Medical Device Mobile Apps Conference Agenda

Medical Device Mobile Apps: What Needs FDA Approval
An FDAnews Virtual Conference
Thursday, Aug. 30, 2012 • 10:00 a.m. – 4:00 p.m. EDT

10:00 a.m. – 10:15 a.m.

Introduction to the Virtual Conference

10:15 a.m. – 11:15 a.m.

Top Trends Driving the Industry Towards Adoption of Mobile Apps for Medical Device Connectivity and Remote Healthcare
The market is flooded with medical device and health-related apps – many of them harmless, but some of them potentially dangerous and in need of regulation. Recently, the FDA noted it's not just about cool software or making something useful. Compliant app developers must understand the risks and the intentions of the devices they create.

This presentation will focus on the top trends influencing the development of apps and provide a regulatory and strategic pathway for potential app developers.

Attendees will learn:

  • What constitutes a medical mobile app and the role of apps in medical device systems
  • The evolution of hardware platforms and exploring market segmentation
  • The key drivers for growth in mobile apps in medical applications
  • Challenges and barriers to market entry for a medical device manufacturer

Tim Gee, Principal, Medical Connectivity Consulting

11:15 a.m. – 11:30 a.m.

Break

11:30 a.m. – 12:30 p.m.

Successful FDA Approval Case Study: Designing, Developing and Commercializing an FDA-Approved Mobile Medical Application
On September 26, 2011, Calgary Scientific received clearance from the FDA to market its medical imaging application, ResolutionMD™ Mobile, as a mobile diagnostic application. This initial FDA clearance applied to versions of the solution running on Apple® iPhone® and iPad® devices. The company also obtained ISO 13485/9001 and CE Mark certifications and four FDA 510(k) clearances. This presentation will detail the who, what, where, when and how of securing a successful FDA approval.

Attendees will learn:

  • How to obtain FDA clearance — identifying and addressing the safety and effectiveness criteria
  • The issues that impact design, usability and end-user implementation
  • Different factors that went into creating and designing a mobile device user interface
  • How to become a strategic supplier — using an app to leverage your company strategy

Kyle Peterson, Director, Regulatory & Corporate Affairs, Calgary Scientific

12:30 p.m. – 1:30 p.m.

Lunch

1:30 p.m. – 2:30 p.m.

What Does the FDA Consider a Regulated App? Understanding the FDA’s Current Comments, Draft Guidance, “Enforcement Discretion” and Definition of Accessories
The medical device industry wants the FDA to clarify the issue of intended use, which focuses on the difference between wellness and health apps. As the industry awaits the FDA’s proposed rule, what can developers do now to understand if their product falls under the FDA regulatory radar? Plus, how is the FDA using their “enforcement discretion” regarding products that might not meet the recent draft guidance criteria but nevertheless be considered a medical device under FDA regulations. Brad Thompson — one of the industry’s leading attorneys and strategists for medical device apps — leads you step-by-step through what the FDA expects from you. You can’t miss this presentation!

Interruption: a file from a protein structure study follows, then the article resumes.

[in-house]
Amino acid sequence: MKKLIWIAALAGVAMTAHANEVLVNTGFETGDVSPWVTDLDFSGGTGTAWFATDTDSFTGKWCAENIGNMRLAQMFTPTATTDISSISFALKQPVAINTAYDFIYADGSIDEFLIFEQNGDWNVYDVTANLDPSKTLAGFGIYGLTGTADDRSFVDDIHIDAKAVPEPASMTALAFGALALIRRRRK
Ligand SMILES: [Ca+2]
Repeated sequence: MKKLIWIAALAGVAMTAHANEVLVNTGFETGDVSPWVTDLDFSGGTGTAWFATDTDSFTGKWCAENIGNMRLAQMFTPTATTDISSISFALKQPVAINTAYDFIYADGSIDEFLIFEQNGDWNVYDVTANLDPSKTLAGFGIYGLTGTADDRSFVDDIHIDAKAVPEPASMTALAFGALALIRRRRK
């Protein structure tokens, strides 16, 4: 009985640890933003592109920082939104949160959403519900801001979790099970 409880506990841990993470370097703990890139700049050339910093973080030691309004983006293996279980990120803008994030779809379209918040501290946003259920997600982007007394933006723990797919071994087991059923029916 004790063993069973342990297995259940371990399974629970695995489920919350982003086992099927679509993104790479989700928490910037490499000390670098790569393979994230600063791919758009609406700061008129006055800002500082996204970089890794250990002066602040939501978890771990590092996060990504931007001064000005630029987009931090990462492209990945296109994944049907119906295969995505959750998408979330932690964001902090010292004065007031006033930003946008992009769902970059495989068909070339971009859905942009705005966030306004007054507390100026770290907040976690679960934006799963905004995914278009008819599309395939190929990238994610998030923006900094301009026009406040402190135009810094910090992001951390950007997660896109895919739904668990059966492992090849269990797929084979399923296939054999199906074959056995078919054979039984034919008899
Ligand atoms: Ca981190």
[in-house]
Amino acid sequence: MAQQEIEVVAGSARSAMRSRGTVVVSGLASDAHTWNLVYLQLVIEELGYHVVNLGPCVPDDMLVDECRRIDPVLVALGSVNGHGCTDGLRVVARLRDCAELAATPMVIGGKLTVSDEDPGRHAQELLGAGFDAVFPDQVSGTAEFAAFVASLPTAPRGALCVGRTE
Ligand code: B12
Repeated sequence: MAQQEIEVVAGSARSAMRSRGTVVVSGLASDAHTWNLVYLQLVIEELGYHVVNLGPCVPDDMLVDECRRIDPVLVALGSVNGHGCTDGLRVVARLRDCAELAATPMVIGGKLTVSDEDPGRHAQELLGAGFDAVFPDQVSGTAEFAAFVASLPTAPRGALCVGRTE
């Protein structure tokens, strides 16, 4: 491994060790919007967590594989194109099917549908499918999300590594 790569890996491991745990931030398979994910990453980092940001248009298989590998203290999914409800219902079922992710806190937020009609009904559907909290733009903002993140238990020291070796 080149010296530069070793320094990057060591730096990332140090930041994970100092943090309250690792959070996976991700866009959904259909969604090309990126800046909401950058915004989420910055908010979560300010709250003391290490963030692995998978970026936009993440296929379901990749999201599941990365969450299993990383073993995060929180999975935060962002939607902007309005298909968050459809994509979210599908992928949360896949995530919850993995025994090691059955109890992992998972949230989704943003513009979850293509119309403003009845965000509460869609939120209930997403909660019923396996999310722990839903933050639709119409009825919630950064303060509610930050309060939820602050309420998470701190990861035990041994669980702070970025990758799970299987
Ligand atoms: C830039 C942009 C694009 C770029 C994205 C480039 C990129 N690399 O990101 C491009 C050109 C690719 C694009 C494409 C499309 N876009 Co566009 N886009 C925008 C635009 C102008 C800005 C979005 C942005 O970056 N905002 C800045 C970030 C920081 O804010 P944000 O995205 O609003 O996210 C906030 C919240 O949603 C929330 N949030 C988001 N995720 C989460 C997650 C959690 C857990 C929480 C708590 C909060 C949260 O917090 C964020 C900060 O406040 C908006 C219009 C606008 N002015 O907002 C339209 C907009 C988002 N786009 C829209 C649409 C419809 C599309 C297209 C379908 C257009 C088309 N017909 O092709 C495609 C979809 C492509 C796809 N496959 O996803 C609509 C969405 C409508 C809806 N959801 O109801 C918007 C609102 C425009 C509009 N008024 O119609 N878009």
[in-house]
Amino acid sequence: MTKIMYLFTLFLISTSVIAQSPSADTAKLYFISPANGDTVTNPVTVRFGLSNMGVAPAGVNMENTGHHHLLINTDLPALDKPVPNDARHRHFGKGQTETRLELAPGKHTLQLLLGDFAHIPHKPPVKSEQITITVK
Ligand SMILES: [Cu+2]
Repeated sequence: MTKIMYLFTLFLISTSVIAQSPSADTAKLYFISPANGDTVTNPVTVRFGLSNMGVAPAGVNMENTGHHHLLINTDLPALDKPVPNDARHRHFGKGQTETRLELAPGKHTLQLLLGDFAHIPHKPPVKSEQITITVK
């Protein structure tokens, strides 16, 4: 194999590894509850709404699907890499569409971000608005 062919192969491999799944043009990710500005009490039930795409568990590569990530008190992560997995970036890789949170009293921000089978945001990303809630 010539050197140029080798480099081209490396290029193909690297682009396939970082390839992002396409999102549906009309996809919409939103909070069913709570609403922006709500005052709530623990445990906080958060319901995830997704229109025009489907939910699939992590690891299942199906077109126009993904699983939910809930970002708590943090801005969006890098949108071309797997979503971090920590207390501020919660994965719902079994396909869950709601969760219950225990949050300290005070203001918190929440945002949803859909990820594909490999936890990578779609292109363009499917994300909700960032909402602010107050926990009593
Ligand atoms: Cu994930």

Attendees will learn:

  • How to decipher the general parameters of the scope of FDA regulation of mobile medical apps
  • What the FDA means when it uses the words “health” versus “wellness”
  • The FDA’s concept of intended use — is clarification needed?
  • Accessories, accessories, accessories: What are accessories and which accessories does FDA regulate?
  • When the FDA regulates decision-support software found in a mobile apps

Brad Thompson, Member, Epstein Becker & Green; General Counsel, mHealth Regulatory Coalition

2:30 p.m. – 2:45 p.m.

Break

2:45 p.m. – 3:45 p.m.

Mobile Medical Applications in the Clinical Setting — Simplifying Device Connectivity, Developing Point of Care Consolidation of Device Alarms, Health and Status and Improving Process Control and Workflow Automation
Clinical operations is the combination of many systems, including: people, information systems, medical devices and, most importantly, the patient. Designing any part of a system without an understanding of how it will be used within the system will cause unintended consequences. Designing safety into the system is key to preventing adverse events and can be done by analyzing processes and workflow, and designing in interlocks where mistakes could occur. This presentation will focus on the intersection of traditional and emerging medical devices and how they connect and operate in the real-world settings of hospitals and medical research centers.

Attendees will learn:

  • Examples of current mobile medical applications and the impact they currently have in the clinical environment
  • What functional and nonfunctional requirements should be considered to have a safe and effective mobile environment
  • Where the future of mobile medical apps is moving. How will the FDA, devicemakers and clinical organizations work together to best serve patients?

Tracy Rausch, Chief Technical Officer, DocBox

3:45 p.m. – 4:00 p.m.

Closing Comments and Adjournment